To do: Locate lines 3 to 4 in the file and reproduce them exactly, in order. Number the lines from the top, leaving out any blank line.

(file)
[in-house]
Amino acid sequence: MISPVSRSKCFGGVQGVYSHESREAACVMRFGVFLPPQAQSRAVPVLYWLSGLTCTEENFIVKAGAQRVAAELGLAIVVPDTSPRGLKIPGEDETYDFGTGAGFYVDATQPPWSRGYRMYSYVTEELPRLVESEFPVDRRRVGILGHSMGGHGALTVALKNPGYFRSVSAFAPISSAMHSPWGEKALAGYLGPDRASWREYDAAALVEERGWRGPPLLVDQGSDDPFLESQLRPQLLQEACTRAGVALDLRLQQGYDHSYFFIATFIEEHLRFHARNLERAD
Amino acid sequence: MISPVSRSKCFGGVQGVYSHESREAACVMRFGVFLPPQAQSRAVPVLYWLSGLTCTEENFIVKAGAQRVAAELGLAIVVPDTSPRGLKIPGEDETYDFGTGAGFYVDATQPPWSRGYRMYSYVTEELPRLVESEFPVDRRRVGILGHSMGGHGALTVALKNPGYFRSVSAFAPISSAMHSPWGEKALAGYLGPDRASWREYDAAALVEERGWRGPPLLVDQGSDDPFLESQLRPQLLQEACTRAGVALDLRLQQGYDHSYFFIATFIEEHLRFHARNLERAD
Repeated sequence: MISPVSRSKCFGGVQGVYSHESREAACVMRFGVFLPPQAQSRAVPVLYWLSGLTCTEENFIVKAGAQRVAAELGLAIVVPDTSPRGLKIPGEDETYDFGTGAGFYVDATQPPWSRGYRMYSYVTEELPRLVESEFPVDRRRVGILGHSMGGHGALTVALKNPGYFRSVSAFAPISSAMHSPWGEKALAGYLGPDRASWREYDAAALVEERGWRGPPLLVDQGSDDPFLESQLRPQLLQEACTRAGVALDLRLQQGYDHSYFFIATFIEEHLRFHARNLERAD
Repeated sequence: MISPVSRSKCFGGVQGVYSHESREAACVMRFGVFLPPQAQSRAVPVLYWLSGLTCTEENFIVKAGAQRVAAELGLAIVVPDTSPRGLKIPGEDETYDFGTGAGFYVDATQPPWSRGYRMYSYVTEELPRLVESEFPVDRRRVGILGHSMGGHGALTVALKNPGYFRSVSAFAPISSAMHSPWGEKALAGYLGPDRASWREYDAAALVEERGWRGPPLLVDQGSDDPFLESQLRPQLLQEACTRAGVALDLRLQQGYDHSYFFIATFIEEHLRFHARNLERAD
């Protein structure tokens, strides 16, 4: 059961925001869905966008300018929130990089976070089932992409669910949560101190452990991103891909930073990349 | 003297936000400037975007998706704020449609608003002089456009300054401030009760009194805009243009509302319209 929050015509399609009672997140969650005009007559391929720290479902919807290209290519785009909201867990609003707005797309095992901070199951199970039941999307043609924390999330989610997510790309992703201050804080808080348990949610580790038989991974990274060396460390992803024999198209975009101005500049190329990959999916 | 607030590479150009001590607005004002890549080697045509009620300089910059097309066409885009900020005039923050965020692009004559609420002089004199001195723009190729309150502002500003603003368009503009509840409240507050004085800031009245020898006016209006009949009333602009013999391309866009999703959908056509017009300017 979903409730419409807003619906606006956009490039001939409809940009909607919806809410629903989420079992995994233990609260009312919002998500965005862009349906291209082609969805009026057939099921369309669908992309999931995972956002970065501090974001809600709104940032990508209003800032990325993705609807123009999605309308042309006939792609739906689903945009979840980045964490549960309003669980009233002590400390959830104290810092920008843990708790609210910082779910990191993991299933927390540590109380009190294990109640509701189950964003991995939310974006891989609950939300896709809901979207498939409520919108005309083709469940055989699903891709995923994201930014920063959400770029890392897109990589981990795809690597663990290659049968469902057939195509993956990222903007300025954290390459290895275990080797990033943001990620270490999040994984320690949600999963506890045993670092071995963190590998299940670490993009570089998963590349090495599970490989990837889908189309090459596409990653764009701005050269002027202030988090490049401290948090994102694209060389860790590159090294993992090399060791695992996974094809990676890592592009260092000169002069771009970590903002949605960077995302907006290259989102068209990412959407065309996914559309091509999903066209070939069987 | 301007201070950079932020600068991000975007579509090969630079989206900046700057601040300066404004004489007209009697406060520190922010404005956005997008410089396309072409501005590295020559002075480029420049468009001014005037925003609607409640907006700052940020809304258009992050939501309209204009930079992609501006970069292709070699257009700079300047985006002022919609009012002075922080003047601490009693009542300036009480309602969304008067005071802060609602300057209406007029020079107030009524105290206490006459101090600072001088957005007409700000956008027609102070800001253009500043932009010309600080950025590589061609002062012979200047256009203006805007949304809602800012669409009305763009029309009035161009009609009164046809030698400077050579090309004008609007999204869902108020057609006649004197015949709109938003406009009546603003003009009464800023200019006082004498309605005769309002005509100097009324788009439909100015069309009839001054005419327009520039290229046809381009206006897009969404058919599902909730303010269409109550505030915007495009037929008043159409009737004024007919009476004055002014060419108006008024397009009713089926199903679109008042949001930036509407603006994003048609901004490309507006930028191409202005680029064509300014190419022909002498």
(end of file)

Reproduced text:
Amino acid sequence: MISPVSRSKCFGGVQGVYSHESREAACVMRFGVFLPPQAQSRAVPVLYWLSGLTCTEENFIVKAGAQRVAAELGLAIVVPDTSPRGLKIPGEDETYDFGTGAGFYVDATQPPWSRGYRMYSYVTEELPRLVESEFPVDRRRVGILGHSMGGHGALTVALKNPGYFRSVSAFAPISSAMHSPWGEKALAGYLGPDRASWREYDAAALVEERGWRGPPLLVDQGSDDPFLESQLRPQLLQEACTRAGVALDLRLQQGYDHSYFFIATFIEEHLRFHARNLERAD
Repeated sequence: MISPVSRSKCFGGVQGVYSHESREAACVMRFGVFLPPQAQSRAVPVLYWLSGLTCTEENFIVKAGAQRVAAELGLAIVVPDTSPRGLKIPGEDETYDFGTGAGFYVDATQPPWSRGYRMYSYVTEELPRLVESEFPVDRRRVGILGHSMGGHGALTVALKNPGYFRSVSAFAPISSAMHSPWGEKALAGYLGPDRASWREYDAAALVEERGWRGPPLLVDQGSDDPFLESQLRPQLLQEACTRAGVALDLRLQQGYDHSYFFIATFIEEHLRFHARNLERAD